Are you a paw parent who’s looking for creative ways to nourish your adopted dog? These days, it’s easy to integrate human-grade food as meal add-ons or homemade treats to serve your canine baby. However, giving food fit for humans is not always a good idea as some ingredients are surprisingly harmful for pooches. In this Waldo’s Friends blog post, we discuss the fruits and vegetables that are safe and unsafe for dogs. We talk about:
- The types of food dogs should eat
- Fruits that are good and bad for dogs
- Vegetables that are good and bad for dogs
- Other important dog feeding reminders
Always remember: This post should not replace a consultation with a veterinarian or a dog nutritionist. You should always get your doctor’s approval before giving your dog anything new.
The types of food dogs should eat
Dogs are omnivores whose daily diet should consist of meat- and plant-based food to meet all their nutritional requirements. Compared with cats that are obligate carnivores, dogs have larger intestines equipped to digest different food types. This includes fibrous indigestible material found in fruits and vegetables, or what is simply known as roughage.
Whether in dry or wet food format, commercially sold “nutritional and balanced dog food” contains a carefully formulated blend of proteins, fats, carbohydrates, vitamins, minerals, and water that matches a dog’s life stage and energy requirements. Some examples of energy requirements include growth, reproduction, and medical or behavioural conditions.
When given the right type and amount of complete and balanced dog food daily, a pooch will have shiny skin and coat, strong muscles and skeletal structure, as well as effective immune, digestive, and excretory systems.
Fruits that are good and bad for dogs
Fruits are fleshy, edible products of seed-bearing plants or trees. Ranging from sweet to sour, fruits are excellent sources of fiber, vitamins, and minerals. They are typically eaten ripe, and served as is or processed into desserts and snacks.
Fruits safe for dogs:
Dogs can consume fruits as long as all the hard parts are removed prior to feeding. This includes the rinds, cores, seeds, pits, stems, and leaves. In addition, the fruit should be completely washed and chopped into smaller, chewable chunks. Do not serve him fruits mixed with sugar or xylitol, canned with artificial ingredients, or brined in salt.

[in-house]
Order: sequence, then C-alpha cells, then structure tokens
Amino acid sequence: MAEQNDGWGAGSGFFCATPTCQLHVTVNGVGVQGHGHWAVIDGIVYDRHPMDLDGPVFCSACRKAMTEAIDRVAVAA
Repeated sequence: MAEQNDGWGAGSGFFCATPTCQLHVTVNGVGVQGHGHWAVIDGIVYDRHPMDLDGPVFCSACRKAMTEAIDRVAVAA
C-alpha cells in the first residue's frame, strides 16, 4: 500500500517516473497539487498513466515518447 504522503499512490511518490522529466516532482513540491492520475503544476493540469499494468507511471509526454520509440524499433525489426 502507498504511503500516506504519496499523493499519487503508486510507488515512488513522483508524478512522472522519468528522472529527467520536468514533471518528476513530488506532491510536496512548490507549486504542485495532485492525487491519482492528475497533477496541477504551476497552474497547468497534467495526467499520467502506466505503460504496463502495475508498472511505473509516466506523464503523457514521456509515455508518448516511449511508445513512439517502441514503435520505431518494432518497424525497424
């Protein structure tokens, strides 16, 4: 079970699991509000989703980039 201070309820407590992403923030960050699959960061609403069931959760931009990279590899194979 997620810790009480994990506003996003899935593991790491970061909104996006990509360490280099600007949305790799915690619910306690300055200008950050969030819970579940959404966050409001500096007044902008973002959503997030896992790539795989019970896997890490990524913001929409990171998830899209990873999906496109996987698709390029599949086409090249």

- Apples (including green apples)
- Bell peppers (including green and red peppers)
- Dragon fruit
- Olives (including black olives)
- Peppers (only non-spicy variants)
Fruits unsafe for dogs:
Some fruits contain chemical compounds that may cause gastrointestinal upset or immediate poisoning. These should be kept away from your canine pet at all times.
Vegetables that are good and bad for dogs
Vegetables are edible portions of plants such as the flowers, stems, leaves, and roots. Low in fat and carbohydrates, vegetables can be enjoyed by humans and some animals in raw and cooked forms.
Vegetables safe for dogs:
When serving vegetables to your canine, always remove the tough parts such as the seeds and stalks. Cook plainly and never add seasonings such as salt, spices, oils, and sauces. Let it cool and chop it into smaller pieces. You can even mash or blend it with his dog food.
- Brussels sprouts
- Eggplant (as long as he is not allergic to nightshade plants)
- Potatoes (cooked variety including plain mashed potatoes)
- Sweet potatoes
Vegetables unsafe for dogs:
Never include these harmful vegetables when preparing food or treats for your pooch. Vegetables from the allium species are highly toxic to dogs and cats, and should not be given whether it’s in fresh, cooked, dried, or powdered form. Meanwhile, pickled vegetables contain harmful substances such as salt, vinegar, and seasoning.
TIP: If you’re curious about which plants are toxic and non-toxic for dogs, check out ASPCA’s comprehensive list.
Other important dog feeding reminders
Fresh fruits and vegetables should only be given to your pet dog in limited amounts. Some fruits contain higher levels of sugar, so it’s best to check how much you can give per produce type depending on your dog’s age, weight, size, physical activities, and health conditions.
Follow your veterinarian’s recommendations to prevent weight gain, dental problems, obesity, and other complications from developing. Do not exceed 10% of your dog’s daily diet to ensure he meets his nutritional needs.
Before incorporating a new fruit or vegetable to your dog’s diet, observe how his body reacts to it by offering a small amount and monitoring him over the next 24 hours. If he manifests any unusual symptoms, contact your vet immediately and report your findings.
Bookmark this page so you have a dog-safe fruits and vegetables cheat sheet at hand! Do you also care for a cat? Check out this list of fruits and vegetables your feline friend can eat! Do you own a puppy? Find out the best human food you can feed them. Meanwhile, senior dog owners can read the best food to give elderly canines!